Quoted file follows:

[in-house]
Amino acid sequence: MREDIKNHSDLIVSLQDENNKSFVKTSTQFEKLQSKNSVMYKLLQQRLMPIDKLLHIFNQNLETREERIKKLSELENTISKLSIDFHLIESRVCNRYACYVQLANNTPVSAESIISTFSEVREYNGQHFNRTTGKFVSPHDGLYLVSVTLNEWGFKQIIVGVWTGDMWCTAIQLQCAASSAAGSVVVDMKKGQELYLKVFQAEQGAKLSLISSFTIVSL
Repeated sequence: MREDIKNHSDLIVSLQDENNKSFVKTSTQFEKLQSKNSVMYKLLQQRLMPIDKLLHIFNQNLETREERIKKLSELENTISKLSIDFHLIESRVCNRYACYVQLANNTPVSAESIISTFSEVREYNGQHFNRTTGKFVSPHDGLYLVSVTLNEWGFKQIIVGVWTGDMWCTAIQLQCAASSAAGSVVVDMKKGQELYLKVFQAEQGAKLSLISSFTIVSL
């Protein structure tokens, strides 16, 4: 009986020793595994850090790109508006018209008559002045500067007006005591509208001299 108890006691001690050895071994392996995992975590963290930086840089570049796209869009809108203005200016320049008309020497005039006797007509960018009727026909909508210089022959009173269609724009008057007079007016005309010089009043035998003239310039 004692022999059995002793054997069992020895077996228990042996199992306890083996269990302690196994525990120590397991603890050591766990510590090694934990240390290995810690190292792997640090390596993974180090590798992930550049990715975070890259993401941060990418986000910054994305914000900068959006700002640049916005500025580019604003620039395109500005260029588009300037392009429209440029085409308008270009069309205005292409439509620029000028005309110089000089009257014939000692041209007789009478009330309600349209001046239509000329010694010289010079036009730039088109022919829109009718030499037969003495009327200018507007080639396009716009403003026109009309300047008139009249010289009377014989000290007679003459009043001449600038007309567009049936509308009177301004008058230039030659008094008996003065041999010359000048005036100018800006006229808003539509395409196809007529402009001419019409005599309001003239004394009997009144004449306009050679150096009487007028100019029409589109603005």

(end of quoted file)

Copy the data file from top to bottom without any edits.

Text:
[in-house]
Amino acid sequence: MREDIKNHSDLIVSLQDENNKSFVKTSTQFEKLQSKNSVMYKLLQQRLMPIDKLLHIFNQNLETREERIKKLSELENTISKLSIDFHLIESRVCNRYACYVQLANNTPVSAESIISTFSEVREYNGQHFNRTTGKFVSPHDGLYLVSVTLNEWGFKQIIVGVWTGDMWCTAIQLQCAASSAAGSVVVDMKKGQELYLKVFQAEQGAKLSLISSFTIVSL
Repeated sequence: MREDIKNHSDLIVSLQDENNKSFVKTSTQFEKLQSKNSVMYKLLQQRLMPIDKLLHIFNQNLETREERIKKLSELENTISKLSIDFHLIESRVCNRYACYVQLANNTPVSAESIISTFSEVREYNGQHFNRTTGKFVSPHDGLYLVSVTLNEWGFKQIIVGVWTGDMWCTAIQLQCAASSAAGSVVVDMKKGQELYLKVFQAEQGAKLSLISSFTIVSL
């Protein structure tokens, strides 16, 4: 009986020793595994850090790109508006018209008559002045500067007006005591509208001299 108890006691001690050895071994392996995992975590963290930086840089570049796209869009809108203005200016320049008309020497005039006797007509960018009727026909909508210089022959009173269609724009008057007079007016005309010089009043035998003239310039 004692022999059995002793054997069992020895077996228990042996199992306890083996269990302690196994525990120590397991603890050591766990510590090694934990240390290995810690190292792997640090390596993974180090590798992930550049990715975070890259993401941060990418986000910054994305914000900068959006700002640049916005500025580019604003620039395109500005260029588009300037392009429209440029085409308008270009069309205005292409439509620029000028005309110089000089009257014939000692041209007789009478009330309600349209001046239509000329010694010289010079036009730039088109022919829109009718030499037969003495009327200018507007080639396009716009403003026109009309300047008139009249010289009377014989000290007679003459009043001449600038007309567009049936509308009177301004008058230039030659008094008996003065041999010359000048005036100018800006006229808003539509395409196809007529402009001419019409005599309001003239004394009997009144004449306009050679150096009487007028100019029409589109603005």